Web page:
It’s been a very interesting day here at the station. It started off a little slow. We had several stories that we had planned to do fall through or get put on hold. A little after noon the pace picked up drastically.
We begin hearing some scanner traffic about some kind of chase in the Scottsville Road area; the next thing we know there’s some kind of shooting involving an officer. Ashley Davidson was here at the station when it happened. We got her heading that way to meet up with Matt Pedigo, one of our photographers. It turned out that a guy wanted on murder charges down in the Nashville area was found in Bowling Green. When they tried to confront him, he took off and an officer ended up shooting him in the leg to capture him.
Every station in Nashville wanted our video of the capture scene and our interviews with witnesses. One Nashville station ended up doing a live shot from our parking lot. We usually try to work with stations in such situations on a couple of conditions. We have to be given credit for the video and it has to air on our station first. There’s a lot of quid pro quo in our business. I try to help out stations when I can, because I know that some day I may need a favor in return. Amy Bingham ended up handling most of those calls and Jim Morris operates the satellite truck. Needless to say, they both had long afternoons.
While we were trying to coordinate all of that, storms started to pop up all over the area and things got really crazy. Shane Holinde came into the newsroom and told the producers that he thought we ought to plan on leading the 5:00 and the 6:00 with weather. At the time, the skies were pretty clear here at the station. It wasn’t long, however, until things started to really fire up. Shane and Chris started doing regular cut-ins and the weather coverage continued on up into the evening. In fact, as I write this at a little before midnight Jared Austin is in Todd County or Logan County trying to find out how much damage the storms left behind. I’m sure I’ll have some crew heading that way first thing in the morning to cover the cleanup.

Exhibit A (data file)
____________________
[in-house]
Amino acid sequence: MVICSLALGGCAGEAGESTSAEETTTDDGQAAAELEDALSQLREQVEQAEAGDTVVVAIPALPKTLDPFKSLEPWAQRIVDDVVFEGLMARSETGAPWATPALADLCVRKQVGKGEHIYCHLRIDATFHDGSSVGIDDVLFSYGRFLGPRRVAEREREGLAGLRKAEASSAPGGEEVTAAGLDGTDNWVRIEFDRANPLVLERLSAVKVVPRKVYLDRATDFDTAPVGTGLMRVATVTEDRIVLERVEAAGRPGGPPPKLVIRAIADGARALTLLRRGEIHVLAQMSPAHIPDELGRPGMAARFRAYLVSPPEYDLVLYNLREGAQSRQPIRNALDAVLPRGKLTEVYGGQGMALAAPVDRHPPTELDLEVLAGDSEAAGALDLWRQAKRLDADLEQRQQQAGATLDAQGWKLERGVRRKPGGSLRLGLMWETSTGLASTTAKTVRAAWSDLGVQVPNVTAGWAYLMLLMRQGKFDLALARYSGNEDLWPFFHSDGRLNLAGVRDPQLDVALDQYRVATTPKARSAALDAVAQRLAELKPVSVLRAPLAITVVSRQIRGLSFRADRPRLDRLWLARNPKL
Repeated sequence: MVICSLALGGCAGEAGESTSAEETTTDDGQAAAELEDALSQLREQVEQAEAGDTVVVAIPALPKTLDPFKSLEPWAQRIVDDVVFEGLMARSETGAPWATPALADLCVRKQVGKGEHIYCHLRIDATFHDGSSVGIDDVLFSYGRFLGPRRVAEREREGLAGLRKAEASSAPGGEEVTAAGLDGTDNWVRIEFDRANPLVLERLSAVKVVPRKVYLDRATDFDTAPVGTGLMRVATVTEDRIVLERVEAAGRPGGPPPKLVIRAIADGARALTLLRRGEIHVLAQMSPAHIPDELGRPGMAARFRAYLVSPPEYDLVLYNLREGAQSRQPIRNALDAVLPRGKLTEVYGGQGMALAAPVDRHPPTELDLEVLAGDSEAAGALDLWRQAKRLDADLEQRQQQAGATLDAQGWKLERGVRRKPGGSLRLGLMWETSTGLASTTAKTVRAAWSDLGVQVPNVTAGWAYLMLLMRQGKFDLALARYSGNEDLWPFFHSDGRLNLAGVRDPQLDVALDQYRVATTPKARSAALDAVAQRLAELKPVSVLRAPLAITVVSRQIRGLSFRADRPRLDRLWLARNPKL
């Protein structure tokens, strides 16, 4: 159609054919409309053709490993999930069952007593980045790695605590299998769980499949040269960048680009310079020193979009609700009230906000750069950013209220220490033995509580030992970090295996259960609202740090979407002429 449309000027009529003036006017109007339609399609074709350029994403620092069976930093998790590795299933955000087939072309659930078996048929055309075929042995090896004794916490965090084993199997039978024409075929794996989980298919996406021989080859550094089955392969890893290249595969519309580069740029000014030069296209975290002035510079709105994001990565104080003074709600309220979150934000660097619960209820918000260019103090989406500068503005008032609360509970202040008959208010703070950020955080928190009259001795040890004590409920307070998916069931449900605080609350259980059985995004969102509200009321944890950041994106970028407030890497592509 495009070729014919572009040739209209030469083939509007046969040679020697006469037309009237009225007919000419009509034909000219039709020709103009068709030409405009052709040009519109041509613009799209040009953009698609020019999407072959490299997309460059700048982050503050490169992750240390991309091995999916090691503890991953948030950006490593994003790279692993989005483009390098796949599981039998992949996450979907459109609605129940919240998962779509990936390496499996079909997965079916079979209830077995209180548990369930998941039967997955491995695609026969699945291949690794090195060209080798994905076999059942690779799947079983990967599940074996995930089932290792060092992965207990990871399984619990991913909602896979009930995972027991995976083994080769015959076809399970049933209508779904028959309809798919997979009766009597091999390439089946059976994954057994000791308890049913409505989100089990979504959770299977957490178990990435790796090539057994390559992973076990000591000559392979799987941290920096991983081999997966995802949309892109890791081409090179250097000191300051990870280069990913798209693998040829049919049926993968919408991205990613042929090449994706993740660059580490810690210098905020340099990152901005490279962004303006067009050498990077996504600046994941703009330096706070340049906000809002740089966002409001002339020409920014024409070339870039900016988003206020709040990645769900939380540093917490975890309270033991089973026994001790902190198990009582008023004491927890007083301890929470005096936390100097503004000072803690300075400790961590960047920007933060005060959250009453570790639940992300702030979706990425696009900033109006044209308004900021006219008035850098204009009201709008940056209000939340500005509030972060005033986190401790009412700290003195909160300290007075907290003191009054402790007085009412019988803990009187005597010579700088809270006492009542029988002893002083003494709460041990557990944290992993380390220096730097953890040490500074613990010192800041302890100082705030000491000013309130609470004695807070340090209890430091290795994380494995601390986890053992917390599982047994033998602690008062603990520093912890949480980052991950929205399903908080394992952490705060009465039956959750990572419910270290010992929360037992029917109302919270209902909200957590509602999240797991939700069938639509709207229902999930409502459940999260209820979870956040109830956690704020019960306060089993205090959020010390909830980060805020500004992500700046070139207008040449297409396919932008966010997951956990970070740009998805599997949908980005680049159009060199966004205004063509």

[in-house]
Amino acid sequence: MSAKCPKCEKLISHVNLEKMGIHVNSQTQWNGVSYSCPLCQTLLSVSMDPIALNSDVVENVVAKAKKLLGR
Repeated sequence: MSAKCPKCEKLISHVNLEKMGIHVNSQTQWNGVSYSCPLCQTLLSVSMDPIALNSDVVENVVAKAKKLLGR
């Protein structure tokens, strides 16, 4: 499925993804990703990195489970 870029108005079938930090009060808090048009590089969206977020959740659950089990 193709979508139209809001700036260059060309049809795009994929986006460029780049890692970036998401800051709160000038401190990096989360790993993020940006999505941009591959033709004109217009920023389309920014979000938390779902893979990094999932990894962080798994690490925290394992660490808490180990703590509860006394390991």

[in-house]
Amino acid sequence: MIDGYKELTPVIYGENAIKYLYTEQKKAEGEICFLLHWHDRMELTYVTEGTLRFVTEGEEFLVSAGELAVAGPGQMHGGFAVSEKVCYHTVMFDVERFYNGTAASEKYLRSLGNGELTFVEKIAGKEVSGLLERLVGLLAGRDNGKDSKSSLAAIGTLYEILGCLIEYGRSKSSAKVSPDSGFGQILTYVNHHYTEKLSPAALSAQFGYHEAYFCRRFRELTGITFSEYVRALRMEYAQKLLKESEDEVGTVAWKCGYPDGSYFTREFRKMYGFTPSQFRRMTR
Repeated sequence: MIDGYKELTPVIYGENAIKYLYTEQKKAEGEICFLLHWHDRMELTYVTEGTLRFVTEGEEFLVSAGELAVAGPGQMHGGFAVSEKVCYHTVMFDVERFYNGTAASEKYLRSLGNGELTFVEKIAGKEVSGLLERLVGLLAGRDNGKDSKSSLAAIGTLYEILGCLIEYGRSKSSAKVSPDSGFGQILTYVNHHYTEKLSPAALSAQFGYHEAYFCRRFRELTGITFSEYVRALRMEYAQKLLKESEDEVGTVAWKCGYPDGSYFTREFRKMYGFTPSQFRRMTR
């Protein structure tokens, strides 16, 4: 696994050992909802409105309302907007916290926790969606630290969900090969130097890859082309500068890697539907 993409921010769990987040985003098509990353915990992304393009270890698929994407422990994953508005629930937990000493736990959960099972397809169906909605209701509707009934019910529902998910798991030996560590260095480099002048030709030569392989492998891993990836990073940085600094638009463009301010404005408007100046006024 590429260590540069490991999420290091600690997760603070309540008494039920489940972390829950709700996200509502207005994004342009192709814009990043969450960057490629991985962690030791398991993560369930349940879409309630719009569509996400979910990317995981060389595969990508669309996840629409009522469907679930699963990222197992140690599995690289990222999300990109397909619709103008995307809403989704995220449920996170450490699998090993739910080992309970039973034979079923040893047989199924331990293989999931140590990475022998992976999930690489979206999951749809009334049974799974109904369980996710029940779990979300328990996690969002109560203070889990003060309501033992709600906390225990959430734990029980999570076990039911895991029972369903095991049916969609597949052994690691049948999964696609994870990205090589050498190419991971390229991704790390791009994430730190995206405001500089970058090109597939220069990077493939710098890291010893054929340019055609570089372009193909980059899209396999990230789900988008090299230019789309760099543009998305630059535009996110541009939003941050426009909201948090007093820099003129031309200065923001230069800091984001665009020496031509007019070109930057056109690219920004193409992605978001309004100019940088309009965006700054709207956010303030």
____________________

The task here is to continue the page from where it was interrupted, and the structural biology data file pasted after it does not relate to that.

I do want to take a moment to explain our policy for severe weather coverage. Earlier today, I got some rather nasty phone calls from people who were upset about the fact that we interrupted General Hospital for storm coverage. Then tonight we got flooded (no pun intended) with calls and emails from people angry that we weren’t showing the NBA game. Let’s just say, I’d better not repeat much of what was said. It is a family friendly report.